- Use managed servicesSharing is caring. By sharing services with a large customer base, you can maximize resource utilization and reduce the amount of infrastructure needed. For example, AWS Fargate allows you to run containers without having to manage servers or clusters. And because Fargate scales the compute to match your resource requirements, you reduce your impact and maximize operation.
- Reduce downstream the impact of your cloud workloadsBy reducing the need for customers to upgrade their devices to use your services and testing at scale, you can minimize the energy or resources required.
How to implement the Sustainability Pillar design principles
Keeping in mind that agility and security are of utmost importance to DevOps teams, how can you efficiently and securely implement the design principles?
Automation and customizable rules are major keys here. Let’s look at how Trend Micro Cloud One™ – Conformity helps you implement the design principles by identifying opportunities for increasing the sustainability of your workloads and remediating these issues via automation or step-by-step guides.
We have rules that can help you detect unused, idle, and overutilized resources across compute and storage services. Examples include:
EC2-027 Instance in Auto-Scaling Group
This rule allows you to maximize the utilization of your Amazon EC2 instances based on actual demand placed on your workloads.
EC2-047 - Idle EC2 Instance:
This rule identifies Amazon EC2 instances that appear to be idle.
Lambda-003 – Enable Active Tracing
This rule checks if active tracing using AWS X-Ray is enabled for your AWS Lambda functions in order to gain visibility into the execution and performance of the functions so that you can identify opportunities for optimization and invocation and execution of your functions.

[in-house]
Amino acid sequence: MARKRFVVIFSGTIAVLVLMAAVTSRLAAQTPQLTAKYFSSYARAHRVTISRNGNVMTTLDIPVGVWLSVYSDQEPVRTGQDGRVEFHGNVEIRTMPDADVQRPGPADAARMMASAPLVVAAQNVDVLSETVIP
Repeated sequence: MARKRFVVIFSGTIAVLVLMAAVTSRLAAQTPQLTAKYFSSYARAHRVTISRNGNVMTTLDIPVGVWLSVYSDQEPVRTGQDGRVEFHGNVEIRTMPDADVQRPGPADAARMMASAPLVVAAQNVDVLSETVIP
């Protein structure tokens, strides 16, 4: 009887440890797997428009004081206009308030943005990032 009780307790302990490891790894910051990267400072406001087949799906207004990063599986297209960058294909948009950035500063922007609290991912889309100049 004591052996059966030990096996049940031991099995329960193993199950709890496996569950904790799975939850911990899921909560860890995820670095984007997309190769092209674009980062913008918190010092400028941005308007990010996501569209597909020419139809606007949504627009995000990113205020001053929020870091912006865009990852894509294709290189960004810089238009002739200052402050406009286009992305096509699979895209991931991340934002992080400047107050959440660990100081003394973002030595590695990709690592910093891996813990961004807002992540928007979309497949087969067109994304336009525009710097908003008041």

Anticipate and adopt new, more efficient hardware and software offerings
Conformity helps you identify resources that can be migrated onto more efficient hardware and software options:
EC2-017 – Desired Instance Type
This rule allows you to maximize the efficiency of your Amazon EC2 fleet by choosing the most efficient instance types like AWS Graviton-based instances.
EBS-007 EBS General Purpose SSD
This rule allows you to choose the latest generation of SSD-backed EBS volumes optimized for performance and cost.
Use managed services
AWS recommends the use of managed services like Amazon S3 Lifecycle configurations to automatically move infrequently accessed data to cold storage and Amazon EC2 Auto Scaling to adjust capacity to meet demand.
Conformity has the following rules to help with configuration of these services to further maximize utilization and reduce sustainability impact:
S3-020 - S3 Buckets Lifecycle Configuration
This rule checks your AWS S3 buckets utilize lifecycle configurations to manage S3 objects during their lifetime allowing you to transition them to less costly storage types or even delete them when no longer necessary.
ASG-002 - Empty Auto Scaling Group
This rule identifies empty Auto Scaling Groups within your AWS account.
Reduce the downstream impact of your cloud workloads
EC2-066 Enable AWS EC2 Hibernation
This rule allows you to preserve state of Amazon EC2 and quickly bring them up only when needed.
EC2-073 Overutilized AWS EC2 Instances
This rule allows you to identify areas where your code should be improved to minimize resource utilization.
RDS-038 - Overutilized AWS RDS Instances
This rule Identifies any Amazon RDS database instances that appear to be overutilized
To learn more about Conformity and the AWS Well-Architected Framework, check out these resources: